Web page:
At Family Investment Center, we’ve worked with many clients in situations just like yours, and we have strategies that can provide you with confidence. Contact us today and let’s work toward your goals together.

 

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Investment Portfolio and Regulatory Reform

How Taxes Can Affect Your Investment Portfolio

 

There is so much going on in Washington D.C. these days that it’s tough to keep up. However, given the recent movement regarding regulatory reform, it might be a good time to stop following the news surrounding the current administration and look at your investment portfolio to how it might be affected.

The Trump administration is eyeing a three percent or better GDP, which Treasury Secretary Steve Mnuchin said in May is achievable, but only if they make historic reforms to taxes and regulations. He also said he’s got a large group of people working on tax system reform while also making strides to undo the Dodd-Frank Act, which was put in place in 2010 in a response to the financial crisis that led to the Great Recession. It’s controversial and people are taking sides.

Mnuchin also said the administration is working to simplify personal taxes and make business taxes more competitive. The reforms Mnuchin talked about last month at a Senate Banking, Housing and Urban Affairs Committee hearing have some believing that if they are able to make these changes, corporate heavyweights could forge ahead with longer-term planning. Could this ease the uncertainty that causes a volatile stock market? The answer may be a resounding “yes” in the corporate world.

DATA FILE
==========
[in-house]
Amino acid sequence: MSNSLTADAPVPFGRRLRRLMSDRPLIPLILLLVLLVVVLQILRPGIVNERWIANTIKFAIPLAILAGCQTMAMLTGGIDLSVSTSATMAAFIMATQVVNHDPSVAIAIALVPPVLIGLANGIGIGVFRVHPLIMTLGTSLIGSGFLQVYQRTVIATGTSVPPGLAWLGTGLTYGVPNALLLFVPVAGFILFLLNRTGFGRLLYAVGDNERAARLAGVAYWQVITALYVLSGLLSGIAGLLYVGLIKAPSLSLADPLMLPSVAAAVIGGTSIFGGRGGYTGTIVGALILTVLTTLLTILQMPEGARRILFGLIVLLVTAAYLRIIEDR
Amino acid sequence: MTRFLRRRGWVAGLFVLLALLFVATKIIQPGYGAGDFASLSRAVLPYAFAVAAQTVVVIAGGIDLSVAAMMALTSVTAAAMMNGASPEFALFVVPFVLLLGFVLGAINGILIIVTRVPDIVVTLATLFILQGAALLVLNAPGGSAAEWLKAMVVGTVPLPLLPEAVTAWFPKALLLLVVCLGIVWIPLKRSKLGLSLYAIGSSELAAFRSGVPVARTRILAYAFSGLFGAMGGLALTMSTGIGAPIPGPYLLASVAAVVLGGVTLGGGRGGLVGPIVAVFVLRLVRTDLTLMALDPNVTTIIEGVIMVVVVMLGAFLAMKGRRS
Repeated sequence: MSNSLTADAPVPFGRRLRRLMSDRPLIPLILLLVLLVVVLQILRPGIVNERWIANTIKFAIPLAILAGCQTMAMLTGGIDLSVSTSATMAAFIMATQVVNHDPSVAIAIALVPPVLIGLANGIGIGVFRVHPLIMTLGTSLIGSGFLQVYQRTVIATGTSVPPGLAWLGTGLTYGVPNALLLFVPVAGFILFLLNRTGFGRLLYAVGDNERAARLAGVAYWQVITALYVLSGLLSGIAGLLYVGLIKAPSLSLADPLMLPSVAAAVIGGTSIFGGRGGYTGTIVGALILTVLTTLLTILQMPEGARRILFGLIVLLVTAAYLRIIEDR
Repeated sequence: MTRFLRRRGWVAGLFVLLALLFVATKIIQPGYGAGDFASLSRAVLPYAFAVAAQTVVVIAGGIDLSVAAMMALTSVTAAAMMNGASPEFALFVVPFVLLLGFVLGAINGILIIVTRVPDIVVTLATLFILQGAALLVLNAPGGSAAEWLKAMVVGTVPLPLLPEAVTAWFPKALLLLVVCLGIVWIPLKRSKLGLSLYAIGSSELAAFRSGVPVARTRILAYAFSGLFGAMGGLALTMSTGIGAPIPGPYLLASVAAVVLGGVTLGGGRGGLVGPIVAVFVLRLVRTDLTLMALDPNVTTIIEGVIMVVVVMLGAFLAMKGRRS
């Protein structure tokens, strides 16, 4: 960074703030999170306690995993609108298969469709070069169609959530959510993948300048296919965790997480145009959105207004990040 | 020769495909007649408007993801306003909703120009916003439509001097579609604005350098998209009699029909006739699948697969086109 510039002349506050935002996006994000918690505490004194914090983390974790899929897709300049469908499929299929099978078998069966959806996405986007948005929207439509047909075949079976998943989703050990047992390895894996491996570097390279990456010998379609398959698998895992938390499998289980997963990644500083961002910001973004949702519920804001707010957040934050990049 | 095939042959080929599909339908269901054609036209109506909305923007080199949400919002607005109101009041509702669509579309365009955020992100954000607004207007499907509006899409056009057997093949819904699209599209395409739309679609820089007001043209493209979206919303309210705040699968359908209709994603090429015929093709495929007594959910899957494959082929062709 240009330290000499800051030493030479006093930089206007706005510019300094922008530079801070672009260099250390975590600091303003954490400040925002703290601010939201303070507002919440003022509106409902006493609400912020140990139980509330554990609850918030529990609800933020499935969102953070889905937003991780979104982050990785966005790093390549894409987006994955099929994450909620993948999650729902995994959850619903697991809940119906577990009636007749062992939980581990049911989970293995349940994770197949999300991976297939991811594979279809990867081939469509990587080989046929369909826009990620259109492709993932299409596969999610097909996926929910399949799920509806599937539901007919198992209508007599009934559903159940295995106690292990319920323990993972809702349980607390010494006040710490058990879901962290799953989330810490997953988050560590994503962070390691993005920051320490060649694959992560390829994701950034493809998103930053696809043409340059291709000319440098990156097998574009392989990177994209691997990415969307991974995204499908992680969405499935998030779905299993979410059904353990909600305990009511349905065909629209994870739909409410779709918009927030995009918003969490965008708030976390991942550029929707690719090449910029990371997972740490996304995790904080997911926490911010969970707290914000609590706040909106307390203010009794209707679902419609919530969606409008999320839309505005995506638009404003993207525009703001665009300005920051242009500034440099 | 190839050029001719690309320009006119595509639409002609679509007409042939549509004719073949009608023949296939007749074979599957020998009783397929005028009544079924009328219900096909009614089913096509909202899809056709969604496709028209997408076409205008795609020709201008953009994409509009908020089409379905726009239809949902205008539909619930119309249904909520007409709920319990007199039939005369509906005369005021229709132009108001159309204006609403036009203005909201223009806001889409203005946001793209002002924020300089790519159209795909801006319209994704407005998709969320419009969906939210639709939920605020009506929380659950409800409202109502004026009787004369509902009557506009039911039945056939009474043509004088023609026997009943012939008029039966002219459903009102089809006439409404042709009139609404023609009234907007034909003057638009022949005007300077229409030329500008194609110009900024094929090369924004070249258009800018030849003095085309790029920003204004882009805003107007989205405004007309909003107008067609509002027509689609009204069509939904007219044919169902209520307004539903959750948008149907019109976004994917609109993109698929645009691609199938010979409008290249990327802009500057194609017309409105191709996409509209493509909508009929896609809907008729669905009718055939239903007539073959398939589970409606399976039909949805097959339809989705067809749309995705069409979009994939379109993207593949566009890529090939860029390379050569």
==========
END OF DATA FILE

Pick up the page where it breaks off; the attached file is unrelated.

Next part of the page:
It’s also important to note that in 2015, Congress took the research and development tax credit, which had traditionally included sunsets that were frequently extended, and made it permanent. This means large companies, including those that are publicly traded, can more lay out their planning strategies and product development, which again, could lead to more stable performance on the stock market.

However, there might be a snag in the form of funding gaps for a few reasons. First, there is a move to rebuild infrastructure in the U.S. and keep the military the strongest in the world, which is expensive. At the same time, the aging population requires their entitlement programs, which means there will be a funding gap that must be dealt with. One possible solution is a border adjustment tax, which is being opposed by retailers who get a majority of their goods overseas or across borders.

All of this means that as an investor, you need to consider which companies will benefit from these changes, which will be hurt, and make sure your investment portfolio is set up to weather any storm. An investment advisor will tell you that fear and investing are two things that don’t mix well.

To really stay on top of these reforms, talk to your investment advisor about where your money is and if it should be adjusted to better reflect the positive changes that could result from taxation and reforms.

At Family Investment Center, we make it our duty to follow any change in public policy that impacts our clients’ investment portfolios. We welcome the chance to talk about these changes with our clients and offer strategies that will align with your goals and the current or impending reforms. Schedule an appointment with us today and let’s start planning your financial future.